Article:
Violence against doctors: Maha Govt says existing legal provisions adequate
Mumbai: Responding to a PIL, filed in 2020, seeking guidelines to curb violence against doctors, the Maharashtra Government has recently submitted before the Bombay High Court that the existing legal provisions, including the 2010 Maharashtra Medicare Service Persons Act, are enough to deal with rising incidents of violence against doctors and medical staff.
The High Court will hear the matter later this month.
PTI reports that in an affidavit filed in the court on Monday, the state government has submitted that the above Act and provisions of the Indian Penal Code are enforced in cases of relatives or acquaintances of patients assaulting doctors and hospital staff.
At least 302 cases of assault on healthcare professionals had been registered across the state between January 2017 and March 2021, the state submitted. Of these, 231 cases alone were registered in 2020.
The response from the State Government comes after a petition moved by Dr. Rajiv Digambar Joshi last year.
Medical Dialogues had earlier reported that Dr. Joshi had submitted that the provisions of the Acts implemented by the government were not adequate enough to stop the violence against medical professionals, hence, he sought the formulation of guidelines for the protection of medical professionals and medical institutions from violence and attacks in case of medical mishaps, in order to ensure the safety of the health care workers and their families.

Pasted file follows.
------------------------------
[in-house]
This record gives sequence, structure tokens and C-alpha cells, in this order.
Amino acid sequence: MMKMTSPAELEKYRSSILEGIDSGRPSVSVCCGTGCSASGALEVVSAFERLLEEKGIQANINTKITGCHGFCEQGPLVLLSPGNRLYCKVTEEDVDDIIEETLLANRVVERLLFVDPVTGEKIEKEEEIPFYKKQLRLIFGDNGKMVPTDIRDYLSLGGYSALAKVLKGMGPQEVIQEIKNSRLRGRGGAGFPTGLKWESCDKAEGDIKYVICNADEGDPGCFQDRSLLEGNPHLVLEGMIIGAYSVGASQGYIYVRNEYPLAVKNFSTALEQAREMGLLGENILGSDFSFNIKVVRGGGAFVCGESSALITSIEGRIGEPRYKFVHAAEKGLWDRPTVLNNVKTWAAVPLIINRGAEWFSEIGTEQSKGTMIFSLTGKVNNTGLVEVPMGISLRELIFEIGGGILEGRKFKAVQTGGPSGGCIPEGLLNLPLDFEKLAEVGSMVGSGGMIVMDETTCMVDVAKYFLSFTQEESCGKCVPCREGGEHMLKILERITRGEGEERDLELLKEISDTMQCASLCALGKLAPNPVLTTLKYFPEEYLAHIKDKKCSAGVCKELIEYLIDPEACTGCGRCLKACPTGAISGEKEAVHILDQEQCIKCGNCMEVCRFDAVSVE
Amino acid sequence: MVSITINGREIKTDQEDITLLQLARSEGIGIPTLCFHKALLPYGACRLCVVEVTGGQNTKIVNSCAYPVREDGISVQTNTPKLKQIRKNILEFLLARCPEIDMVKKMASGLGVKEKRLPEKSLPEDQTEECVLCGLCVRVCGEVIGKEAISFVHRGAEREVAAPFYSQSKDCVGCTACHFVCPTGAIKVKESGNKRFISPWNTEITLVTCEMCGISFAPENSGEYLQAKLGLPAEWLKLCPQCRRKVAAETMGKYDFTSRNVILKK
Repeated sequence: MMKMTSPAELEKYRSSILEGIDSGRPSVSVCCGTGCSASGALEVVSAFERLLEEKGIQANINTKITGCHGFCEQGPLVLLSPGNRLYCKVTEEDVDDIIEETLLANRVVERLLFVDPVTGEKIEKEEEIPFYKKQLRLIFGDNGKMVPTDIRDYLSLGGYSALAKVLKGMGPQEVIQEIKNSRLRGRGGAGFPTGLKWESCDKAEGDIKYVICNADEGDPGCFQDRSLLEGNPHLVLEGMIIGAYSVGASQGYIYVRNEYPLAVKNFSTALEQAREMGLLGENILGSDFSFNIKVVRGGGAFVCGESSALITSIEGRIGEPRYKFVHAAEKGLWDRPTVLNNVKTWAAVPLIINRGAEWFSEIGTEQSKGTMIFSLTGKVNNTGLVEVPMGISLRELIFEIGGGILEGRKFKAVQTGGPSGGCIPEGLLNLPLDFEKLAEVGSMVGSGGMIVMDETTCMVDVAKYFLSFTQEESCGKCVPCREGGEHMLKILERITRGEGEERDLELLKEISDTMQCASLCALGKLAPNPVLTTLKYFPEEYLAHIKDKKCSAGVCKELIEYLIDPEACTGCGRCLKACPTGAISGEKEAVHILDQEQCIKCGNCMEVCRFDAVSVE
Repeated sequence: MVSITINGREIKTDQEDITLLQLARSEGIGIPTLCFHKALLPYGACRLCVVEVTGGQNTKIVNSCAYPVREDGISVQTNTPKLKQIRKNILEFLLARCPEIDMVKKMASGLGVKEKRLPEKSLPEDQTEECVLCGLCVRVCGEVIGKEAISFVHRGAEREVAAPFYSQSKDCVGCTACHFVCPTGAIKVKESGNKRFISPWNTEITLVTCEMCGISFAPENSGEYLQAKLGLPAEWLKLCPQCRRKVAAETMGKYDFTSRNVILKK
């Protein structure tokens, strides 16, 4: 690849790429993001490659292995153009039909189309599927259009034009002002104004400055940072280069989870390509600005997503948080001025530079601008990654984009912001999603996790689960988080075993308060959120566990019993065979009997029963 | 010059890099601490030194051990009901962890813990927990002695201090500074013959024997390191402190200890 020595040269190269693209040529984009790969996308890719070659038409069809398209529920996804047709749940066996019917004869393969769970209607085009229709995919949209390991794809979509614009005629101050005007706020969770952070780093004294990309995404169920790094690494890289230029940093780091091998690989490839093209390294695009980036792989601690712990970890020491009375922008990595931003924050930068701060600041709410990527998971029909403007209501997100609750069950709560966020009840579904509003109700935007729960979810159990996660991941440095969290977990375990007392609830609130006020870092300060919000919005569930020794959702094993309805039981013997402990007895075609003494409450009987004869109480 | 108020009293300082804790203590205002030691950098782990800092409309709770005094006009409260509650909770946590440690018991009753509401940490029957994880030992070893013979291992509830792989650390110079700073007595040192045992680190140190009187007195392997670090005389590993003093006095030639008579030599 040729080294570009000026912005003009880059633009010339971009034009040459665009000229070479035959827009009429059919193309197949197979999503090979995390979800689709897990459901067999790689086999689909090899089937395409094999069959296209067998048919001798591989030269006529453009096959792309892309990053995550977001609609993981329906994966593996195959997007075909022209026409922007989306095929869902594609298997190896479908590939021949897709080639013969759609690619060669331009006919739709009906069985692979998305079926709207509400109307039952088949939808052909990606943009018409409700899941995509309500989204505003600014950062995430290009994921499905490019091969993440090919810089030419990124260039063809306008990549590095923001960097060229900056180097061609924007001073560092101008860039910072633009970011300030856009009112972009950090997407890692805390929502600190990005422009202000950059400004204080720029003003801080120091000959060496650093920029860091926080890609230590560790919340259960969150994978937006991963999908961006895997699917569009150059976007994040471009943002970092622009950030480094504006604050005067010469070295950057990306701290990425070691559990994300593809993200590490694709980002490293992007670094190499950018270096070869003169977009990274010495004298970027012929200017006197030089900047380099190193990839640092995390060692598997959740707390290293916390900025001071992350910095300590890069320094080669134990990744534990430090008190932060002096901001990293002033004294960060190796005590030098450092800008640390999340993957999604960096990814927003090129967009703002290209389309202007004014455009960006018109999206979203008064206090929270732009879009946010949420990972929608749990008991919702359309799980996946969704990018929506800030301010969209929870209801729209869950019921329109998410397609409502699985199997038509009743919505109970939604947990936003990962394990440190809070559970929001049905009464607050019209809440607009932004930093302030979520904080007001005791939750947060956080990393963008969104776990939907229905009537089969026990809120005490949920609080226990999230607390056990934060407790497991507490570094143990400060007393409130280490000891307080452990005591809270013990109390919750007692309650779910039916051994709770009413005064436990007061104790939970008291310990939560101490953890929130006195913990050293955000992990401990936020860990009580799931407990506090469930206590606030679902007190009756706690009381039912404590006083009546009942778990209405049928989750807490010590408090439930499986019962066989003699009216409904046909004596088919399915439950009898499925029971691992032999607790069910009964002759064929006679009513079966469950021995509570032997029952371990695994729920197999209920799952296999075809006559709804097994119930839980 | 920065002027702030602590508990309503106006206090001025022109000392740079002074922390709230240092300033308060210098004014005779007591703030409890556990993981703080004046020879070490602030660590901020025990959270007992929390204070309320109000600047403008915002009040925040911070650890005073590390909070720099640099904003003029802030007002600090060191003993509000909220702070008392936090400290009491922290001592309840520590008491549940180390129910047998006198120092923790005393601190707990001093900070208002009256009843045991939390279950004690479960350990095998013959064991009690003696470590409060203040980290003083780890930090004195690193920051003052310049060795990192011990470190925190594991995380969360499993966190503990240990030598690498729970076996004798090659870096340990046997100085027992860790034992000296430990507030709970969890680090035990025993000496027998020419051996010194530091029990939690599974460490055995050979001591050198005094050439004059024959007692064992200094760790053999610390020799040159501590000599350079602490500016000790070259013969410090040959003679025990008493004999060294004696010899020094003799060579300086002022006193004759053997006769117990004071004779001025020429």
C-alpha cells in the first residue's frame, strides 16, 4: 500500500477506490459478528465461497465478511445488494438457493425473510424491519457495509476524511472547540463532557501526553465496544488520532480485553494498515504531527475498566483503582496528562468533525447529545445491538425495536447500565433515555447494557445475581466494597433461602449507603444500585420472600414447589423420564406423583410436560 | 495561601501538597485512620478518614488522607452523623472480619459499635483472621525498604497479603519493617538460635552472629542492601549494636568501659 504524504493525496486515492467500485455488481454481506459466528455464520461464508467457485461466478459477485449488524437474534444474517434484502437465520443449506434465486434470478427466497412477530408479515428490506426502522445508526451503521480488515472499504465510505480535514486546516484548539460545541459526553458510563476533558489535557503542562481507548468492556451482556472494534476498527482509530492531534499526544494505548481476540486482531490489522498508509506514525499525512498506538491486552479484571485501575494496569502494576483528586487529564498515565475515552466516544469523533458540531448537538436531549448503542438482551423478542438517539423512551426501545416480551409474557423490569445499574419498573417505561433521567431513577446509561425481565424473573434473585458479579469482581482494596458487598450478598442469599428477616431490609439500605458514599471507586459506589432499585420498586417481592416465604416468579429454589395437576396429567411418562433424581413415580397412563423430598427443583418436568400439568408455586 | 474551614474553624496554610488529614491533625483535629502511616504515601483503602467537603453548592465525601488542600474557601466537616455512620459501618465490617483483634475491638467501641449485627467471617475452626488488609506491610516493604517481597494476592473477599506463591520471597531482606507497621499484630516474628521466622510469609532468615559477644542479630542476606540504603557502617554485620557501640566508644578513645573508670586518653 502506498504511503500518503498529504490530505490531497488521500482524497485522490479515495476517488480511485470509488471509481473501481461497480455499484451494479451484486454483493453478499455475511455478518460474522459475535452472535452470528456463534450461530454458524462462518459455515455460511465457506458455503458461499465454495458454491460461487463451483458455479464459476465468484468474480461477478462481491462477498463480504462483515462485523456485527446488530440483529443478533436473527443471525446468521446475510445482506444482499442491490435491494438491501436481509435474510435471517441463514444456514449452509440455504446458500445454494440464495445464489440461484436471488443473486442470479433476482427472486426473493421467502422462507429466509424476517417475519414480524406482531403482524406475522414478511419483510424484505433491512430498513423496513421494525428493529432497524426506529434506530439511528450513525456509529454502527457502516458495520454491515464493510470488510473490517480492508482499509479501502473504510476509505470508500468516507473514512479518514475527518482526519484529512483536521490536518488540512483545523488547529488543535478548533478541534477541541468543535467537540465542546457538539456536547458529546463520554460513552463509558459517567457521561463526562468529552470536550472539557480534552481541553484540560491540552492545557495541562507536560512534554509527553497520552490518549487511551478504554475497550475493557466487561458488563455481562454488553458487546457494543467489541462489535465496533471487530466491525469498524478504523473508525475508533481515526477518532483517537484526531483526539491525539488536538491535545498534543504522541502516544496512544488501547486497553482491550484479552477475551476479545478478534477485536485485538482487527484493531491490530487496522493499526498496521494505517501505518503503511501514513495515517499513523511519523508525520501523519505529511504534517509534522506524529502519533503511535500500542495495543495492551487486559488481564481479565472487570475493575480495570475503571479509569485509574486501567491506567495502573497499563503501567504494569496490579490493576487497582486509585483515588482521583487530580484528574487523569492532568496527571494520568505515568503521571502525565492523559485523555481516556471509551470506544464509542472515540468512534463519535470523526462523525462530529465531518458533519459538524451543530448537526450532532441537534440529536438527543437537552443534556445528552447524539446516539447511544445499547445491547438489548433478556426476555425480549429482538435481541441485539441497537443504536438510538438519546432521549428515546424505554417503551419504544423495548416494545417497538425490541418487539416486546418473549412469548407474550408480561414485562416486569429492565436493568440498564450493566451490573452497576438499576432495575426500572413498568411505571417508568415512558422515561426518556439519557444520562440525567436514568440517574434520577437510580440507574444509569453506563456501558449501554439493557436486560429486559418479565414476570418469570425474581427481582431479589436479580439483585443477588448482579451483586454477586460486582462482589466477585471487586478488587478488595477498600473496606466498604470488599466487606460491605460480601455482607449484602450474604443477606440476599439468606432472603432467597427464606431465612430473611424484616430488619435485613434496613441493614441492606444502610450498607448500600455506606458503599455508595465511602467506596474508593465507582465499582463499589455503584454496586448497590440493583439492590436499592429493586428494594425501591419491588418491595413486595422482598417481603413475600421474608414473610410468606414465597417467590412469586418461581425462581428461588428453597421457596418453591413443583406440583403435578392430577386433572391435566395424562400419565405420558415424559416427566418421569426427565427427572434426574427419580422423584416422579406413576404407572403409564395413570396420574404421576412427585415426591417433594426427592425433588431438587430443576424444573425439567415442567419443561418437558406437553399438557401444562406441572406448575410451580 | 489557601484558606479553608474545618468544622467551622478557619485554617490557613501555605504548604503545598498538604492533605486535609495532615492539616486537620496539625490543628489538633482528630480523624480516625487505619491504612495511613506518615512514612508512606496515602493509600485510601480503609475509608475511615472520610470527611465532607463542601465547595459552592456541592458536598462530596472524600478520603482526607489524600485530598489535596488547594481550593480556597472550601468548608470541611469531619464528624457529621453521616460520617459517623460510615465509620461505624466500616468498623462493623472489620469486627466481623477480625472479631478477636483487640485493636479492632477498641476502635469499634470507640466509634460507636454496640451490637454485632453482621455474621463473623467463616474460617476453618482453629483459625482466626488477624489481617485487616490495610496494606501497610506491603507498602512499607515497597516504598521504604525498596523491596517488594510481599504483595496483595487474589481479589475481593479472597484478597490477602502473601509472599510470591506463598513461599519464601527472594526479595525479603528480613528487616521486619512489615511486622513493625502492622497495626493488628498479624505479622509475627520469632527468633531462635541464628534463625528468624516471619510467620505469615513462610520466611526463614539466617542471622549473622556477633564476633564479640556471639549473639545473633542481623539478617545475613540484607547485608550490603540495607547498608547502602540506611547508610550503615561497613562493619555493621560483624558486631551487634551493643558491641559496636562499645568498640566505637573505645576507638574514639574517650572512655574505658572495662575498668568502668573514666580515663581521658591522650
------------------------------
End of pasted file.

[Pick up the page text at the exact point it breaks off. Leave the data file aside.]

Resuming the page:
The petitioner had alleged before the Court, "Insufficient protection of medical service institutions and medical service personnel is a serious violation of their right to practice the medical profession without hindrance and also their rights to lives."
PTI reports that as per the PIL, Maharashtra witnesses maximum number of such instances of violence.
The petitioner had also claimed in his plea that the state government has failed to implement existing legal provisions, including the 2010 Act, to curb such instances.
Considering the PIL alleging non-implementation of the provisions of Maharashtra Medical Service Persons and Medical Service Institution Act, 2010 as well as the amendments introduced in the Epidemic Disease Act 1897, the Bombay High Court had ordered the State to file a response regarding the same.
Accordingly, in its affidavit filed through Kishor Bhalerao, deputy secretary, state home department, the state government submitted that it had taken prompt action whenever such cases were reported.
It has been stated that 1,088 security guards of the Maharashtra State Security Corporation have been deployed at all government medical college-affiliated hospitals in the state. Apart from this, over 500 regular security guards have also been deployed at such hospitals, the state said in the affidavit.
According to the affidavit, the 2010 Act attracts imprisonment for three years and a fine of Rs 50,000 for people convicted for assaults or attacks on the medical staff, for damaging hospital property, etc.
The government, however, said that while it believed the existing legal provisions were adequate, it was open to forming a committee to look into the shortcomings of the existing Act, if the court so directed.